In what could come as a shocker of a news, a recent state-by-state study conducted by US Healthcare revealed that working-age Americans in 21 states faced a higher possibility of premature death from 1990 to 2016.
The probability of premature loss of life among men and women age 20 to 55 is highest in Alabama, West Virginia, and Mississippi. When compared, the same-age inhabitants of New York, Minnesota, California, and several northeastern states have a lower likelihood of early deaths.
According to Dr. Christopher Murray, Director of the Institute for Health Metrics and Evaluation (IHME) at the University of Washington, under whom the research was coordinated said, "We are seeing dangerous disparities among states. Unless and until leaders in the US health care system work together to alleviate risks of diet, tobacco, and alcohol, more and more Americans will expire prematurely, and many times, gratuitously."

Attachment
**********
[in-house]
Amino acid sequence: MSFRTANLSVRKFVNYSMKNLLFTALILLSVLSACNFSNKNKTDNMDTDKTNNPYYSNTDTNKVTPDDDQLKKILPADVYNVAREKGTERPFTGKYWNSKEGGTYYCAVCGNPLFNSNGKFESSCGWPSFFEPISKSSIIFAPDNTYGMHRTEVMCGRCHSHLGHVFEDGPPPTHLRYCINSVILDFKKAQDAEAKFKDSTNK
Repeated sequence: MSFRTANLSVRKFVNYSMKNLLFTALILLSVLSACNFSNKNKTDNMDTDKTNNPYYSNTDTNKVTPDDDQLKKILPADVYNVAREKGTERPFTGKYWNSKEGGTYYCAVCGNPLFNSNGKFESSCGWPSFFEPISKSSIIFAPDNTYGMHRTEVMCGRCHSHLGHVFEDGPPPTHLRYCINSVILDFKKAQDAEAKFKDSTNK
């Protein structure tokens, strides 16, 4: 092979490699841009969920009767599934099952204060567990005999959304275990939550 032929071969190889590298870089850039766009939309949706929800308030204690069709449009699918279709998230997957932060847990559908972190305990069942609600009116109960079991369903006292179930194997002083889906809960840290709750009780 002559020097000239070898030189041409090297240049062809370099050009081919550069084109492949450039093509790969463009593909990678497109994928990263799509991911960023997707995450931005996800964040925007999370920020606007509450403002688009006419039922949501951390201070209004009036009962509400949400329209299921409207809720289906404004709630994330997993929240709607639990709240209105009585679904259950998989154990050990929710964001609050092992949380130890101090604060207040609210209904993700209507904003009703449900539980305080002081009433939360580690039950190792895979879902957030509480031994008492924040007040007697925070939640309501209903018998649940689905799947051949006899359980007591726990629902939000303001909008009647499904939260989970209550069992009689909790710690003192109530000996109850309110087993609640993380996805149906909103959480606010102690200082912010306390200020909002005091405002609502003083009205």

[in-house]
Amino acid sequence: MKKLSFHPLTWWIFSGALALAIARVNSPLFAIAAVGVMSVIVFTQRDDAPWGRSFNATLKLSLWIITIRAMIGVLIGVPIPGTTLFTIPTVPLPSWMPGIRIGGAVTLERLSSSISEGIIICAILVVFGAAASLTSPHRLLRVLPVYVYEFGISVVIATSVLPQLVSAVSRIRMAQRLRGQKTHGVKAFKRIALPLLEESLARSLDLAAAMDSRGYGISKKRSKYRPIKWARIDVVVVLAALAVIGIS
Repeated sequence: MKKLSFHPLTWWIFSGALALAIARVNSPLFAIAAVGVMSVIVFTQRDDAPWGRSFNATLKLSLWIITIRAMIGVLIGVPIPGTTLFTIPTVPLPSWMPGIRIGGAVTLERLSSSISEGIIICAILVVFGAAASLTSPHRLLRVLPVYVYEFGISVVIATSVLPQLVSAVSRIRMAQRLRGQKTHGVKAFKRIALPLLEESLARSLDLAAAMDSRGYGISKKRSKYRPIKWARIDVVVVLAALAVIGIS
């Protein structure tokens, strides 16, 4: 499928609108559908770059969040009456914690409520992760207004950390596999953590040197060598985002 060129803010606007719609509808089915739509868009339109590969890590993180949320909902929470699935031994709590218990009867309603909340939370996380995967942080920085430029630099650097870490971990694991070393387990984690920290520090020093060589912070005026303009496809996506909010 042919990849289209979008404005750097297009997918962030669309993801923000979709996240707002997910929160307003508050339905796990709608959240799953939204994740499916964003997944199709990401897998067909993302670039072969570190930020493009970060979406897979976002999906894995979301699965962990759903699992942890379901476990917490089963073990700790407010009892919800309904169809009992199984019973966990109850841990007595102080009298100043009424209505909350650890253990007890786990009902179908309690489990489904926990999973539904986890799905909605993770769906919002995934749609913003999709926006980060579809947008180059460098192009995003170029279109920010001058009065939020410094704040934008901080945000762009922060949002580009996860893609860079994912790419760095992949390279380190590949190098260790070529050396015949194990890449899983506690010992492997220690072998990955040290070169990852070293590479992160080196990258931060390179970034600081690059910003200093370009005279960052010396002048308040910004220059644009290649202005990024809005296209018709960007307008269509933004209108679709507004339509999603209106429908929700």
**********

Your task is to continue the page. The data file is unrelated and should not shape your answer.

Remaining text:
The study, published today in JAMA, covers a time period between 1990 and 2016. The research is part of the Global Burden of Disease (GBD), and is the most comprehensive state-by-state health calculation ever done and includes evaluations of occurrence, incidence, death and life expectancy, for all 50 states, the District of Columbia, and the nation overall.